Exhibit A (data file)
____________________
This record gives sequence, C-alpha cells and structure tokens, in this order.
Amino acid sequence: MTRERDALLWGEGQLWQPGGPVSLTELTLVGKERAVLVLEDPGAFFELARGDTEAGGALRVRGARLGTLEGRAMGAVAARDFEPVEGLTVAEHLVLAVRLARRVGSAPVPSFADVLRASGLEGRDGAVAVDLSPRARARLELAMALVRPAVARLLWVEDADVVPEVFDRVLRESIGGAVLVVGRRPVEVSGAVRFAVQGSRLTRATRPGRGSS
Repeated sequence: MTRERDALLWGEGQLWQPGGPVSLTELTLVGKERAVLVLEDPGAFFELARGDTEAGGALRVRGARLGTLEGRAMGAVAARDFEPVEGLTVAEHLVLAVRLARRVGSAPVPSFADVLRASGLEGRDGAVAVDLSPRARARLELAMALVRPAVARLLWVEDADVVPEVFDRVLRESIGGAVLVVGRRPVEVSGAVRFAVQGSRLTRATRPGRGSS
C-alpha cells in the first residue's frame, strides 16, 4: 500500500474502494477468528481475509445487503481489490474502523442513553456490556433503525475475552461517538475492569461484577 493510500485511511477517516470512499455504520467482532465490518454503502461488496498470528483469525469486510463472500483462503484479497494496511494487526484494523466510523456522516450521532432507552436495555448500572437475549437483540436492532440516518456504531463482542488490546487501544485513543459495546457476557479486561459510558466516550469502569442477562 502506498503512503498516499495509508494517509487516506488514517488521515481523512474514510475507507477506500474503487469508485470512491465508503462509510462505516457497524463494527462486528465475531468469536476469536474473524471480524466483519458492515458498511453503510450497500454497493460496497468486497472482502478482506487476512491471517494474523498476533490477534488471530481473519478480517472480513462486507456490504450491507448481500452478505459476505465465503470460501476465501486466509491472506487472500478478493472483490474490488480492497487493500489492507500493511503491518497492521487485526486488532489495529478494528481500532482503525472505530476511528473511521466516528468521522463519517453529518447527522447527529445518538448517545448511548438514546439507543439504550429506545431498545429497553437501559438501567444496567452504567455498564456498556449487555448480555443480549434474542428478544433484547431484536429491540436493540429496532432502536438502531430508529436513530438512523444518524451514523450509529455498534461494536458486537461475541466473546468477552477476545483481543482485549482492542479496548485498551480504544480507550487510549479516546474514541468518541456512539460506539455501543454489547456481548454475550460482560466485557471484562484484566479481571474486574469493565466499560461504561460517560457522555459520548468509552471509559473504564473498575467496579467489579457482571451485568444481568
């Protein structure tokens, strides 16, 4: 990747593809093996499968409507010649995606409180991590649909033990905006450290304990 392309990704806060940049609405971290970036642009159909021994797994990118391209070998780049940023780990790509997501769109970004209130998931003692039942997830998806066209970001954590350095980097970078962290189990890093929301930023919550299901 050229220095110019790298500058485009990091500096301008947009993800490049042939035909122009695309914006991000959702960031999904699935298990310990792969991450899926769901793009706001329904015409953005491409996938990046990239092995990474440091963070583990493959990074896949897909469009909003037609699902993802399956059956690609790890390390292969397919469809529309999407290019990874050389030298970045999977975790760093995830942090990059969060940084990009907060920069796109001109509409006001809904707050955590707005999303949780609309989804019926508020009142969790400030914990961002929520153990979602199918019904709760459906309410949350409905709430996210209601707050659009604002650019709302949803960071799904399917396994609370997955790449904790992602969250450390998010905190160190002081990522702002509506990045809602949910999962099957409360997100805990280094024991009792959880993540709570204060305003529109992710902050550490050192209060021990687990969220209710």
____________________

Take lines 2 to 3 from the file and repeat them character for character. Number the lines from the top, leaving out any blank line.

Amino acid sequence: MTRERDALLWGEGQLWQPGGPVSLTELTLVGKERAVLVLEDPGAFFELARGDTEAGGALRVRGARLGTLEGRAMGAVAARDFEPVEGLTVAEHLVLAVRLARRVGSAPVPSFADVLRASGLEGRDGAVAVDLSPRARARLELAMALVRPAVARLLWVEDADVVPEVFDRVLRESIGGAVLVVGRRPVEVSGAVRFAVQGSRLTRATRPGRGSS
Repeated sequence: MTRERDALLWGEGQLWQPGGPVSLTELTLVGKERAVLVLEDPGAFFELARGDTEAGGALRVRGARLGTLEGRAMGAVAARDFEPVEGLTVAEHLVLAVRLARRVGSAPVPSFADVLRASGLEGRDGAVAVDLSPRARARLELAMALVRPAVARLLWVEDADVVPEVFDRVLRESIGGAVLVVGRRPVEVSGAVRFAVQGSRLTRATRPGRGSS